By Halil Karaveli
May 23, 2023
Kemal Kılıçdaroğlu’s failure in the first round of Turkey’s presidential election is a testimony to the waning appeal of liberalism in the face of ethnic conflict and refugee flows. The Turkish nationalism on which Kılıçdaroğlu has fatefully stumbled is fuelled by the Kurdish challenge and the Syrian refugees. But it is also fed by a heightened sense of national insecurity in a global context of escalating geopolitical confrontation. The virulently nationalist rhetoric against the Syrian refugees that Kılıçdaroğlu has adopted in order to make himself a palatable choice to right wing Turkish nationalists does not necessarily offer him a path to victory. Tarnishing his image as a liberal and social democrat, he risks forfeiting the support of the Kurdish voters as well as the support of Turkish liberals and leftists.
By Halil Karaveli
May 8, 2023
It was the perceived need by the Turkish state to check the Kurdish political movement that precipitated the transition to the presidential system. Today, it is Kemal Kılıçdaroğlu’s determination to abolish this system that has secured him the support of the Kurdish movement and set him on a path to victory on May 14. But conversely this also makes Kılıçdaroğlu unacceptable to the state. A peaceful transition of power – which has been a cornerstone of Turkish democracy despite its deeply flawed character otherwise – cannot be taken for granted. The most optimistic scenario is that decision-makers in the state nonetheless conclude that the democratic legitimacy of the state must be preserved and wager that they can control and constrain Kılıçdaroğlu if he is elected president, ensuring the survival of the system over which Recep Tayyip Erdoğan has presided.
By Halil Karaveli
October 6, 2022
CHP leader Kemal Kılıçdaroğlu’s potential candidacy in next year’s presidential election is causing tensions within Turkey’s six party main opposition alliance, raising doubts about the viability of the alternative alliance to the rule of Recep Tayyip Erdoğan, who has rebounded in the polls. Turkey’s past, sociology and the right-wing character of the opposition alliance where the CHP is in ideological minority militate against the social democrat Kılıçdaroğlu’s presidential bid. And while Turkey’s long-standing culture war between seculars and religious conservatives may have come to an end, ethnic aspirations and rising socio-economic discontent – to which the left and the right respond differently – are bound to fuel societal conflict and make it difficult, if not impossible, to sustain a the left-right opposition alliance and the notion that there is a viable alternative to Erdoğan.
Two topics dominate the comments after Turkey’s presidential election: the strong showing of Selahattin Demirtaş, the Kurdish candidate, who succeeded in appealing to a broader electorate, and who is generally seen as the real star of the election; and the failure of Ekmeleddin İhsanoğlu, the lackluster joint candidate of the opposition parties CHP and MHP. Liberal and social democratic commentators see Demirtaş’ success as heralding the birth of a new left. These commentators stress that the CHP needs to heed the call of this new left and warn that the party is doomed if it persists in allying itself with the rightist MHP. Meanwhile, the public rift within the AKP between the supporters of president-elect Recep Tayyip Erdoğan and the outgoing president Abdullah Gül has led many commentators to speculate about the future of the AKP. The prediction is made that Turkey’s course will be determined by the outcome of the intra-AKP struggle.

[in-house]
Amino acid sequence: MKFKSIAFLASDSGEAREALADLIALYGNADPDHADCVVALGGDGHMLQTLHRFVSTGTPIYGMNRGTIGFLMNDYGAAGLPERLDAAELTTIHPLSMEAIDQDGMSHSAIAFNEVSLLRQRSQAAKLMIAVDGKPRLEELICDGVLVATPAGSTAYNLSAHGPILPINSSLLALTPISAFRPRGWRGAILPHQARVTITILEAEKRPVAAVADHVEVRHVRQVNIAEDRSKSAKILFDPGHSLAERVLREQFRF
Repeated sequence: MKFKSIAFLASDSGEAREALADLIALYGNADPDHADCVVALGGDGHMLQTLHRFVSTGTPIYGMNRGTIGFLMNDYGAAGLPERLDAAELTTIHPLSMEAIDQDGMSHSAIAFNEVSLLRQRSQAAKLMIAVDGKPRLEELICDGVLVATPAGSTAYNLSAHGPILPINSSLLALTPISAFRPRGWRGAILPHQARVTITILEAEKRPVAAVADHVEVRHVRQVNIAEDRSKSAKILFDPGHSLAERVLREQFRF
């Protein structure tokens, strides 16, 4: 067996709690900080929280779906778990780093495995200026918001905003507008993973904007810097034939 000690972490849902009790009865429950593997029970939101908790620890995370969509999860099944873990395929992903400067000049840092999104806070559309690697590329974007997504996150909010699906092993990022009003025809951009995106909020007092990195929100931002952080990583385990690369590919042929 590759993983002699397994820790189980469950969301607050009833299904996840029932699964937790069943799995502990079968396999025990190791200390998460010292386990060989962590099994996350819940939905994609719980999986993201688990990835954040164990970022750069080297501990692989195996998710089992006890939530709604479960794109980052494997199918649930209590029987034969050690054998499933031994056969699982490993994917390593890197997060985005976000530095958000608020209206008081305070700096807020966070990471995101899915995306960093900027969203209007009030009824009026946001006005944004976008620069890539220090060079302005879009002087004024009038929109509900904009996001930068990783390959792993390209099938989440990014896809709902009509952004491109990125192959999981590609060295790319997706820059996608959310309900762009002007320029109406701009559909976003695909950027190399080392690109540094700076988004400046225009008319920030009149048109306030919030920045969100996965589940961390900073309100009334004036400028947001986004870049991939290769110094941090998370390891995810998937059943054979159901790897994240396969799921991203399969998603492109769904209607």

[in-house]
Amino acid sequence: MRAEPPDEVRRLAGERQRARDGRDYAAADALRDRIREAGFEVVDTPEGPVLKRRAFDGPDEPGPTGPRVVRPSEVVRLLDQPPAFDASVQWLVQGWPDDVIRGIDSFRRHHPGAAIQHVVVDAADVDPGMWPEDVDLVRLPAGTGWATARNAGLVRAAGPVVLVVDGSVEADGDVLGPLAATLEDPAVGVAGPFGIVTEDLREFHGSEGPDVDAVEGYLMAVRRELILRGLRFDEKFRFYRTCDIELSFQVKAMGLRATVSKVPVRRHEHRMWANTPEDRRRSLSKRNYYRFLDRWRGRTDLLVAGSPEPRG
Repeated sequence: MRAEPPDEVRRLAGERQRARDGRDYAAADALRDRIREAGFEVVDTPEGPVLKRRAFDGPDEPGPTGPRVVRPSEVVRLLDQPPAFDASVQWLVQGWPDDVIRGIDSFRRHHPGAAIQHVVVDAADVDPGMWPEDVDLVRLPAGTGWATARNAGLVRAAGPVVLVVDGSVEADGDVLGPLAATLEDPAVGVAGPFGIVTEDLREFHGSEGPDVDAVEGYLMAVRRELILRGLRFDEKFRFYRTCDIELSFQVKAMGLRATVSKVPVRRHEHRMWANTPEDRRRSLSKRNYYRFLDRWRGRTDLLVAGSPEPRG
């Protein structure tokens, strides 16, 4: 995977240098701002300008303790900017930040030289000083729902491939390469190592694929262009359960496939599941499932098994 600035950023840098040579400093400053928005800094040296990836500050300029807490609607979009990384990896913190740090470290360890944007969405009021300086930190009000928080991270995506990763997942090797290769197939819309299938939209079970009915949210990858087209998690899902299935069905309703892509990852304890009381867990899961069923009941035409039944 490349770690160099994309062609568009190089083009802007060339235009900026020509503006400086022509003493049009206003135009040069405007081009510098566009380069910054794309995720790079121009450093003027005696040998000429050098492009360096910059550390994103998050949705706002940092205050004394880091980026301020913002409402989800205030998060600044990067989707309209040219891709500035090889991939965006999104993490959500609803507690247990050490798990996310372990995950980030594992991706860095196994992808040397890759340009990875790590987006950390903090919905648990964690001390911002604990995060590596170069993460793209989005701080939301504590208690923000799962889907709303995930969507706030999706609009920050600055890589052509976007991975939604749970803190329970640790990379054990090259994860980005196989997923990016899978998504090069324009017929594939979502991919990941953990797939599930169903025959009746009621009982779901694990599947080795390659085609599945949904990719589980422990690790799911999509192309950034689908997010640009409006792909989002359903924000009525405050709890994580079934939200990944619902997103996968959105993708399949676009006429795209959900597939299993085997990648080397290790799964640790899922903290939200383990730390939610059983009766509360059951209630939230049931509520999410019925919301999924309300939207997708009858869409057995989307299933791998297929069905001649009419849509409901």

By M. K. Kaya (vol. 4, no. 12 of the Turkey Analyst)
The June 12 general election was historic as it was the first general election in Turkey over which the shadow of the military and the other institutions of tutelage did not fall. Yet the ruling party’s tactics ensured that the election campaign still took place in an environment whose atmosphere was all but democratic. The elections underlined Turkey’s traditional split between a rightist majority and a leftist minority; it also showed that the AKP and the Kurdish BDP – the election’s main winner – both benefited from the polarized electoral environment; further, the main opposition CHP’s impossibly eclectic crop of candidates had too little of a common denominator to challenge the AKP. It will now be up to the new parliament to put the divisive campaign behind it and achieve a new constitution through compromise. Whether that is at all likely nevertheless remains doubtful.
The Turkey Analyst is a publication of the Central Asia-Caucasus Institute & Silk Road Studies Joint Center, designed to bring authoritative analysis and news on the rapidly developing domestic and foreign policy issues in Turkey. It includes topical analysis, as well as a summary of the Turkish media debate.